At last, you found the right skis to suit your needs and aims! Now, before starting your first day on the slopes, it's time to learn how to adjust your bindings to ski in a complete safety.
To properly adjust your ski bindings, you need to take the following elements into account:
- Shoe size
- Skiing ability
A ski binding well-adjusted can act as a protection for your knee in case of a fall, so be careful! The following steps are very important:
1) Adjusting the boot sole length
First of all, you need to find the length of your sole in millimeters. Usually, it is printed or engraved on the heel.
Now that you know the exact size, you need to adjust the front part of the binding to match it.
On the newest ski bindings, you only need to pull the tab to unlock the binding and then move it until you reach the appropriate range of values.
Example: le length of my shoe is 296 mm. After unlocking my binding, I move it until it reaches the range 292/300 mm.
To relock the binding, clip back the tab into a locked position.
The same adjustments need to be done on the back part of the binding. Unlock it in the same way you did with the front part, and then move the binding until it reaches the appropriate range of values.
You may have to make small tweaks to perfectly adjust your ski bindings with your shoes. Put on the front part of the shoe on the front part of the binding, and then the back part. By pushing on the shoe, it has to engage easily, and both ends of the shoe have to be firmly locked up in the ski binding.
Your ski bindings are now adapted to your ski shoes. It's time to adjust the binding release force setting.
2) Adjusting the binding release force setting
Did you know that one in two knee sprains is due to bindings release force setting misadjustment? This setting is very important, and needs to be not too high so the binding can release your shoe in case of a fall, and not too low so you won't face inadvertent activation of your device while skiing.
The release force setting is determined based on skier's age, weight, and ski ability. Be careful while choosing the release force setting of your binding, and in case of doubt, do not hesitate to go to a ski professional who would do it for you.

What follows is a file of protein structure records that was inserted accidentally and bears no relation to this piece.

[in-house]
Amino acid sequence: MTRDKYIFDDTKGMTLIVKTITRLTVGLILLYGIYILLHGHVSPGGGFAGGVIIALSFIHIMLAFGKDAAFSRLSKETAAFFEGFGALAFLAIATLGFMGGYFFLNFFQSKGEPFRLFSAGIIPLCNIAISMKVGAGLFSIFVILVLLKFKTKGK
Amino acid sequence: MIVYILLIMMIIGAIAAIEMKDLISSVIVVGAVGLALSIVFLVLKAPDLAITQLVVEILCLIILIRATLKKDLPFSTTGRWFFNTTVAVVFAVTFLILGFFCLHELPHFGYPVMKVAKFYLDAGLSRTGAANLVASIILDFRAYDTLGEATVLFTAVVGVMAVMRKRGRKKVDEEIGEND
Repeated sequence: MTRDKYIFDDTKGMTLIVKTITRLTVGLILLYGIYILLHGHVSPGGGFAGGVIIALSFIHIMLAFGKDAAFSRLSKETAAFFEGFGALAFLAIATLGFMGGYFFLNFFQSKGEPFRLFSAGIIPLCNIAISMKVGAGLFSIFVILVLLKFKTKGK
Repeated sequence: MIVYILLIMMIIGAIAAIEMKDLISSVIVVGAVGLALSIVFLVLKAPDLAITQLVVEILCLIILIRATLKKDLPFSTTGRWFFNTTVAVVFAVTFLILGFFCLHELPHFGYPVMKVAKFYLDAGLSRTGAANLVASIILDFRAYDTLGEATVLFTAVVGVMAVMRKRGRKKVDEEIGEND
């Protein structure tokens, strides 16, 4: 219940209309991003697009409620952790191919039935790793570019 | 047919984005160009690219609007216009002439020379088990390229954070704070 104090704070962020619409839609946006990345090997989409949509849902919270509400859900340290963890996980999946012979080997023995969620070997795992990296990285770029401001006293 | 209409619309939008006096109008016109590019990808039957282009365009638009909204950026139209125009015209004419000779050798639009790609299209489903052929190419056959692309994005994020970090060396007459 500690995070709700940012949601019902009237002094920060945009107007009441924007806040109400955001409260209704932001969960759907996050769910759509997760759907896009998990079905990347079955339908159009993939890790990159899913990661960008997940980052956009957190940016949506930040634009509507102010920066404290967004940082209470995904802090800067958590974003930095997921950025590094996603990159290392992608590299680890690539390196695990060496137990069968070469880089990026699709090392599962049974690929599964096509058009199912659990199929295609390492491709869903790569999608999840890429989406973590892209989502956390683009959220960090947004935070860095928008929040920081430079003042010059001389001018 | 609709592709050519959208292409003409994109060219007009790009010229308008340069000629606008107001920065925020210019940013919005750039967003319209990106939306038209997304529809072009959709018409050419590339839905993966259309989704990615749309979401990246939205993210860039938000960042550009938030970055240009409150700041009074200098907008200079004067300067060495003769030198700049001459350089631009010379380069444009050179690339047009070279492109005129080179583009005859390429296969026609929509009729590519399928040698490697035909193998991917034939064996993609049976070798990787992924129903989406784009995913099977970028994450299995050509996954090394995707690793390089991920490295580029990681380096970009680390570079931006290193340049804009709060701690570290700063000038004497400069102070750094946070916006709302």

The setting can be found on each part of the binding, and looks like a graduated scale. Use a Phillips-head screwdriver to tighten or loosen the settings. The operation must be repeated on the front part, and the back part as well.
As an indication, the AFNOR (French Association for Normalization) built a table crossing different values to help you choose the one that suits most your practice and needs.
Those tables are shown for guidance only:
The first row corresponds to the length of your boot sole in millimeters, and the first column to the weight of the skier.
Then, the release force setting of the ski binding must be adjusted according to the skier's profile
If you end up on one of the table's empty cells, go to the nearest number on the same line, unless you weigh more than 94 kilograms, in which case you should go to the nearest number in the shoe size column.
Finally, this setting needs to be adjusted to suit your skiing ability by using the following table :
If you have any doubt concerning the settings of your binding, do not hesitate to seek professional advices in one of the ski shops in Val Thorens!
Now that you are ready to ski down your favorite slopes, it's time to start a good day on the slopes in Val Thorens !